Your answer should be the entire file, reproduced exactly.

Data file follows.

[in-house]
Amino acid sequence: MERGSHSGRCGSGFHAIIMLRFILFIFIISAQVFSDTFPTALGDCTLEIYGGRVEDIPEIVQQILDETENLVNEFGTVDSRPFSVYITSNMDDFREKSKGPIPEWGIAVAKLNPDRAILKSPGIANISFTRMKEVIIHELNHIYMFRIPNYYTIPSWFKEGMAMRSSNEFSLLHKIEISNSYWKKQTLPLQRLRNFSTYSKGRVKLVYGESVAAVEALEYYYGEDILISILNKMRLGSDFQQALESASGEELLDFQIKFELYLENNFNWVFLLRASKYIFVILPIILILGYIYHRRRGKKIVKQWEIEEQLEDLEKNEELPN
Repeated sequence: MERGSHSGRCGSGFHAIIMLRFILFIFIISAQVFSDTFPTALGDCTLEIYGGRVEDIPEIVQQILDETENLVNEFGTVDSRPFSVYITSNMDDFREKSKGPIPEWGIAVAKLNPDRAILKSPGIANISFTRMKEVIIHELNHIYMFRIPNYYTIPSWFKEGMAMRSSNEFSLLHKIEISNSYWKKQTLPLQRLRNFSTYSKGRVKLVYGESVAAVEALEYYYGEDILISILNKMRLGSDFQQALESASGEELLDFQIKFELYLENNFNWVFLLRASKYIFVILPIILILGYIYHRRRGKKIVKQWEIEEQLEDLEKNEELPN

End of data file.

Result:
[in-house]
Amino acid sequence: MERGSHSGRCGSGFHAIIMLRFILFIFIISAQVFSDTFPTALGDCTLEIYGGRVEDIPEIVQQILDETENLVNEFGTVDSRPFSVYITSNMDDFREKSKGPIPEWGIAVAKLNPDRAILKSPGIANISFTRMKEVIIHELNHIYMFRIPNYYTIPSWFKEGMAMRSSNEFSLLHKIEISNSYWKKQTLPLQRLRNFSTYSKGRVKLVYGESVAAVEALEYYYGEDILISILNKMRLGSDFQQALESASGEELLDFQIKFELYLENNFNWVFLLRASKYIFVILPIILILGYIYHRRRGKKIVKQWEIEEQLEDLEKNEELPN
Repeated sequence: MERGSHSGRCGSGFHAIIMLRFILFIFIISAQVFSDTFPTALGDCTLEIYGGRVEDIPEIVQQILDETENLVNEFGTVDSRPFSVYITSNMDDFREKSKGPIPEWGIAVAKLNPDRAILKSPGIANISFTRMKEVIIHELNHIYMFRIPNYYTIPSWFKEGMAMRSSNEFSLLHKIEISNSYWKKQTLPLQRLRNFSTYSKGRVKLVYGESVAAVEALEYYYGEDILISILNKMRLGSDFQQALESASGEELLDFQIKFELYLENNFNWVFLLRASKYIFVILPIILILGYIYHRRRGKKIVKQWEIEEQLEDLEKNEELPN